Streptococcus pneumoniae remains actively virulent in today's world with an increasing resistance to antibiotics. The genome sequences for a few different strains have just been mapped, including the capsulated, virulent strain D39 and the unencapsulated, avirulent strain R6. Comparisons of the different strains expose modern mutations and information about regulation, metabolism, and virulence in the bacteria. (2)

Due to a continuing increase in S. pneumoniae's antibiotic resistance, the search for a better vaccine is ongoing. Research on the Lactococcus lactis bacteria for use as a vaccine is promising; its production of the pneumococcal surface protein PspA makes it a good candidate for a mucosal vaccine, which could be administered through the nose instead of an injection (a promising aspect). Studies show that the lactococcal vaccine offers better protection against respiratory infection by S. pneumoniae than injections of similar amounts of recombinant PspA administered by injection. There is considerable potential to develop a vaccine with L. lactis, for use against S. streptococcus and more. (3)

Penicillin resistance in S. pneumoniae has an effect on mortality rates of patients hospitalized with pneumonia. Studies show that the mortality rate in patients infected by the penicillin-nonsusceptible S. pneumoniae were around 19.4%, and those infected by the penicillin-susceptible S. pneumoniae had a mortality rate around 15.7%. Penicillin resistance is therefore strongly associated with a increased mortality rate. Additional research is needed to understand the mechanisms of this association. (8)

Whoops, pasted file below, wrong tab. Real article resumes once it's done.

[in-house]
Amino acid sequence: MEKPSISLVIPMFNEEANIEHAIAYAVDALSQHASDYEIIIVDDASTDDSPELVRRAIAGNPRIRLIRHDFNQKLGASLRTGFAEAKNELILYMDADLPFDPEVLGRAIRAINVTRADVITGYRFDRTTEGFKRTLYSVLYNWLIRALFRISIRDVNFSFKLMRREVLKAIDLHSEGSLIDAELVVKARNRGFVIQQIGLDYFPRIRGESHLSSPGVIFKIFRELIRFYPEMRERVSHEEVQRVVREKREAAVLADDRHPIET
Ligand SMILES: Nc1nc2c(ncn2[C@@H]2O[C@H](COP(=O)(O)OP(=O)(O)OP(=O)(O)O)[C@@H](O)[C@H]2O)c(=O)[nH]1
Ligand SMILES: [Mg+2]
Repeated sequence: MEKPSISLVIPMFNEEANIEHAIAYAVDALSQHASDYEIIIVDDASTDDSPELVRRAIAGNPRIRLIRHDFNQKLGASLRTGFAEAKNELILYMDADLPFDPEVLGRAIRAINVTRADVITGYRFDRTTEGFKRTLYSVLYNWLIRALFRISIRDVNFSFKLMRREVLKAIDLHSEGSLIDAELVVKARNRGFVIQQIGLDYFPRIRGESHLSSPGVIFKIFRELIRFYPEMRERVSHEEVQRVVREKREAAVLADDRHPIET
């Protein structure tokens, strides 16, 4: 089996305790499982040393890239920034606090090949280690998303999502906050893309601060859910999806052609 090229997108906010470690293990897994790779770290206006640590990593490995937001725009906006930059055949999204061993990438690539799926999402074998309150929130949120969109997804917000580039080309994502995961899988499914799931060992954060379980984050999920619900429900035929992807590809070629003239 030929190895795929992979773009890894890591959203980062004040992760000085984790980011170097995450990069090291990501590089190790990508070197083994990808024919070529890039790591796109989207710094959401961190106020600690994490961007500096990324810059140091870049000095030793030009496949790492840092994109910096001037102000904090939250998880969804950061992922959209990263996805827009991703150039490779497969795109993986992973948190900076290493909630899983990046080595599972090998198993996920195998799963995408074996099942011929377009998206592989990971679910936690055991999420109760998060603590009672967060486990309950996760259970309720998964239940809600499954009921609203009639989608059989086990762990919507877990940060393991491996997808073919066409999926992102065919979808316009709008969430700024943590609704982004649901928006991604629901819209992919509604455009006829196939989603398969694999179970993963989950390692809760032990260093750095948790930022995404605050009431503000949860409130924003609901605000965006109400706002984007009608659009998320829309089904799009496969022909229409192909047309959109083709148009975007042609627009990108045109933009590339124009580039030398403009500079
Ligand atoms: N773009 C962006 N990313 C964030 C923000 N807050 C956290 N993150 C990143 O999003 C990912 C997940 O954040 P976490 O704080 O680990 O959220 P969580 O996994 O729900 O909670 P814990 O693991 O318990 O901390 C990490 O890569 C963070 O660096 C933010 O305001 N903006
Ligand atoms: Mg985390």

1. Hervé, T., et al. "Complete Genome Sequence of a Virulent Isolate of Streptococcus pneumoniae". Science. July 20, 2001. Volume 293. p. 498-506.

2. Lanie, J., Ng, W., Kazmierczak, K., Andrzejewski, T., Davidsen, T., Wayne, K., Tettelin, H., Glass, J., Winkler, M. "Genome sequence of Avery's virulent serotype 2 strain D39 of Streptococcus pneumoniae and comparison with that of unencapsulated laboratory strain R6". Journal of Bacteriology. 2007. Volume 189. p. 38-51.

3. Hanniffy, S., Carter, A., Hitchin, E., and Wells, J. "Mucosal Delivery of a Pneumococcal Vaccine Using Lactococcus lactis Affords Protection against Respiratory Infection". The Journal of Infectious Diseases. 2007. Volume 195. p. 185-193.

4. Barocchi, M., Ries, J., Zogaj, X., Hemsley, C., Albiger, B., Kanth, A., Dahlberg, S., Fernebro, J., Moschioni, M., Masignani, V., Hultenby, K., Taddei, A., Beiter, K., Wartha, F., von Euler, A., Covacci, A., Holden, D., Normark, S., Rappuoli, R., Henriques-Normark, B. "A pneumococcal pilus influences virulence and host inflammatory responses". Proceedings of the National Academy of Sciences of the United States of America. 2006. Volume 103. p. 2857-62.

5. Todar, K. "Streptococcus pneumoniae: Pneumococcal pneumonia". Todar's Online Textbook of Bacteriology. 2003.

6. Lysenko, E., Ratner, A., Nelson, A., Weiser, J. "The role of innate immune responses in the outcome of interspecies competition for colonization of mucosal surfaces". PLoS Pathogens. 2005. Volume 1. p. 1.

7. Lederberg, J., Gotschlich, E. "A Path to Discovery: The Career of Maclyn McCarty". PLoS Biology. 2005. Volume 3. p. 341.

8. Tleyjeh IM, Tlaygeh HM, Hejal R, Montori VM, Baddour LM. "The impact of penicillin resistance on short-term mortality in hospitalized adults with pneumococcal pneumonia: a systematic review and meta-analysis". 2006. Volume 42. p. 788-97.